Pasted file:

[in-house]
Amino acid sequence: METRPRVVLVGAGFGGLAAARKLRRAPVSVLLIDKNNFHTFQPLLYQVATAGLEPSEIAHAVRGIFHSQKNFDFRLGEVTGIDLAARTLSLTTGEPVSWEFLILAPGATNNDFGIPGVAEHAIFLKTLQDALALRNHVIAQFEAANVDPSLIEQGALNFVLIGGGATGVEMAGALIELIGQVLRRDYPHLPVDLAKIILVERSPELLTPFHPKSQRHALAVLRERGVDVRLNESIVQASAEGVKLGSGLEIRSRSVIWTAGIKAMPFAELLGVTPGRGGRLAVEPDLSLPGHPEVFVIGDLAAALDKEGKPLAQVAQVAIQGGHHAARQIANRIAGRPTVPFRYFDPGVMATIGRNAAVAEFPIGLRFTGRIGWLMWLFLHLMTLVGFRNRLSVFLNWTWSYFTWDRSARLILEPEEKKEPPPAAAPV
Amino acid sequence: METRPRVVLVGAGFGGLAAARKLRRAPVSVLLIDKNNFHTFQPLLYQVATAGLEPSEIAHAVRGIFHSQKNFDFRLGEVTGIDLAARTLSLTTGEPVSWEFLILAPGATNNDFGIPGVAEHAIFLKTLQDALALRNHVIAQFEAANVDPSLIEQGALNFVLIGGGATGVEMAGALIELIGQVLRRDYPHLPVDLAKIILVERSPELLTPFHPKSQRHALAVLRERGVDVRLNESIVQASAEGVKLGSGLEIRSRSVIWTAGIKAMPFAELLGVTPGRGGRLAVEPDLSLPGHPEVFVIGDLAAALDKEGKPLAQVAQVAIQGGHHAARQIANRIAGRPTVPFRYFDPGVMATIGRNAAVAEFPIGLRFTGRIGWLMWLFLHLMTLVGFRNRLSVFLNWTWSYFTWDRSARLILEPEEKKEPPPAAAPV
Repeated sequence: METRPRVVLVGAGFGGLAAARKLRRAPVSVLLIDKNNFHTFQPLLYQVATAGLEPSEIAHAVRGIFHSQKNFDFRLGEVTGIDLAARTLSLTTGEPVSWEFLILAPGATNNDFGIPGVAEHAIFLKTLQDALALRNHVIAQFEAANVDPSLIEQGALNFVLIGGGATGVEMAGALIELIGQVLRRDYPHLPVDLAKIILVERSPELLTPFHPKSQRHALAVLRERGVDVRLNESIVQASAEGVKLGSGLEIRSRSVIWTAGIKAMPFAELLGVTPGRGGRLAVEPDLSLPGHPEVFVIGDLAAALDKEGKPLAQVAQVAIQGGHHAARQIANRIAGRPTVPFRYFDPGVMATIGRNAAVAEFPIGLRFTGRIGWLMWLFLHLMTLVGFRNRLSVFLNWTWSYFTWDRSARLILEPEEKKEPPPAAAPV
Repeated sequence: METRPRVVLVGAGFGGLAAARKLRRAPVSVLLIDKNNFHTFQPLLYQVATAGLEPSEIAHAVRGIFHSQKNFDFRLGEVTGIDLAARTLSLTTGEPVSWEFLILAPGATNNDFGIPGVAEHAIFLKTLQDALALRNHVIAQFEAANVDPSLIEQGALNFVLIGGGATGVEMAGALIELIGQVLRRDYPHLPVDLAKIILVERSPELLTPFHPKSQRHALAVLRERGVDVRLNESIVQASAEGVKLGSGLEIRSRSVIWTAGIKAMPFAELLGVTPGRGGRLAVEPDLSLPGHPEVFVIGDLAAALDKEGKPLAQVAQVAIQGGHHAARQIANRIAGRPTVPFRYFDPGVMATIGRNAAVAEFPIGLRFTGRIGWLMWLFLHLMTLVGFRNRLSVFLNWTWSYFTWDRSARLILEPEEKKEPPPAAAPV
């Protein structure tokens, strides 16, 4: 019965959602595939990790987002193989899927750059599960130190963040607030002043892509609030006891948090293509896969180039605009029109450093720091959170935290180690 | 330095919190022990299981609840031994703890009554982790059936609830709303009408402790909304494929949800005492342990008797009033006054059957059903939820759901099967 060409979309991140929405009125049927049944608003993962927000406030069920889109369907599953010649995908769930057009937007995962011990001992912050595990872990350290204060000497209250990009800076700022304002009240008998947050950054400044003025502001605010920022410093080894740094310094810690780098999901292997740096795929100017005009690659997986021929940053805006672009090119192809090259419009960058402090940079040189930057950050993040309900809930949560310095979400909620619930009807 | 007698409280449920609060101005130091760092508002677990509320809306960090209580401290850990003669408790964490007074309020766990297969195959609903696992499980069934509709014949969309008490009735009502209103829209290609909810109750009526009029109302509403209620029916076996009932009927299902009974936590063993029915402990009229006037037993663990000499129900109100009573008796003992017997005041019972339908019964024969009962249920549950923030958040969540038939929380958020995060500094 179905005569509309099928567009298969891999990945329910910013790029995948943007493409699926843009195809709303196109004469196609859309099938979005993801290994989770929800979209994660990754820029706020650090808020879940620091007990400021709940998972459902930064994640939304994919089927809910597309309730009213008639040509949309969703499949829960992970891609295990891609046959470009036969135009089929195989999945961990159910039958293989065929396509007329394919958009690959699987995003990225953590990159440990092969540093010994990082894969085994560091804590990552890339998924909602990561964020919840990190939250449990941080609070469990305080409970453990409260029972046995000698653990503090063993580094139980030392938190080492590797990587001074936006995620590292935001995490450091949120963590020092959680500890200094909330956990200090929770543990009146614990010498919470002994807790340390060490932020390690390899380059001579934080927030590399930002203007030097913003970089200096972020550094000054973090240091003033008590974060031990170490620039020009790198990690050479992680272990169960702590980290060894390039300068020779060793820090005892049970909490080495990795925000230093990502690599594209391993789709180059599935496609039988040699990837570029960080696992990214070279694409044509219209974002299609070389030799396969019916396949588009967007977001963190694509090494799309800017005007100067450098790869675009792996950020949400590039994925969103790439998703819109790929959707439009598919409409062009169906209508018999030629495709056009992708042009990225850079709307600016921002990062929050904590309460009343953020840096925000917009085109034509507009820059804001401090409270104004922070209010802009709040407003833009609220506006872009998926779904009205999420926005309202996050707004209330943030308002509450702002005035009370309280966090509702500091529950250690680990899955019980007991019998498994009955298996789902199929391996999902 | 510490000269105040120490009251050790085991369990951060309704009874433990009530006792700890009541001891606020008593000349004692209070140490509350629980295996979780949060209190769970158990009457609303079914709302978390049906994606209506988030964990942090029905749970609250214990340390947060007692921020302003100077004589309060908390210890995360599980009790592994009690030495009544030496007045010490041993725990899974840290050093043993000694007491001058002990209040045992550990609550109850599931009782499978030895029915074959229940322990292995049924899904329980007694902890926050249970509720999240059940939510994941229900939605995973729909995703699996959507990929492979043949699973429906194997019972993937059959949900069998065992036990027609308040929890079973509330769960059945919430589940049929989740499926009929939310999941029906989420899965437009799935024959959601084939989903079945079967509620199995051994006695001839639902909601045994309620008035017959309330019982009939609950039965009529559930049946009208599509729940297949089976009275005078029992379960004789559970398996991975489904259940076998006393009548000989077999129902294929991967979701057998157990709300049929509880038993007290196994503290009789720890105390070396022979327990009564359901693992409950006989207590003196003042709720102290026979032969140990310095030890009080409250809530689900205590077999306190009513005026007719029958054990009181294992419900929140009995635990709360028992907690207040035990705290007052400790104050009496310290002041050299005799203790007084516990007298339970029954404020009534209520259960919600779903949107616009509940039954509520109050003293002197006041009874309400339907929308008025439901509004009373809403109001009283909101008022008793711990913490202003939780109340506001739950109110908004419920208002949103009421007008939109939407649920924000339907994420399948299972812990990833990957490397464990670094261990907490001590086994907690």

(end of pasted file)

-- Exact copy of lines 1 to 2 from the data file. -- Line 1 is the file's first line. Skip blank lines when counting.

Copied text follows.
[in-house]
Amino acid sequence: METRPRVVLVGAGFGGLAAARKLRRAPVSVLLIDKNNFHTFQPLLYQVATAGLEPSEIAHAVRGIFHSQKNFDFRLGEVTGIDLAARTLSLTTGEPVSWEFLILAPGATNNDFGIPGVAEHAIFLKTLQDALALRNHVIAQFEAANVDPSLIEQGALNFVLIGGGATGVEMAGALIELIGQVLRRDYPHLPVDLAKIILVERSPELLTPFHPKSQRHALAVLRERGVDVRLNESIVQASAEGVKLGSGLEIRSRSVIWTAGIKAMPFAELLGVTPGRGGRLAVEPDLSLPGHPEVFVIGDLAAALDKEGKPLAQVAQVAIQGGHHAARQIANRIAGRPTVPFRYFDPGVMATIGRNAAVAEFPIGLRFTGRIGWLMWLFLHLMTLVGFRNRLSVFLNWTWSYFTWDRSARLILEPEEKKEPPPAAAPV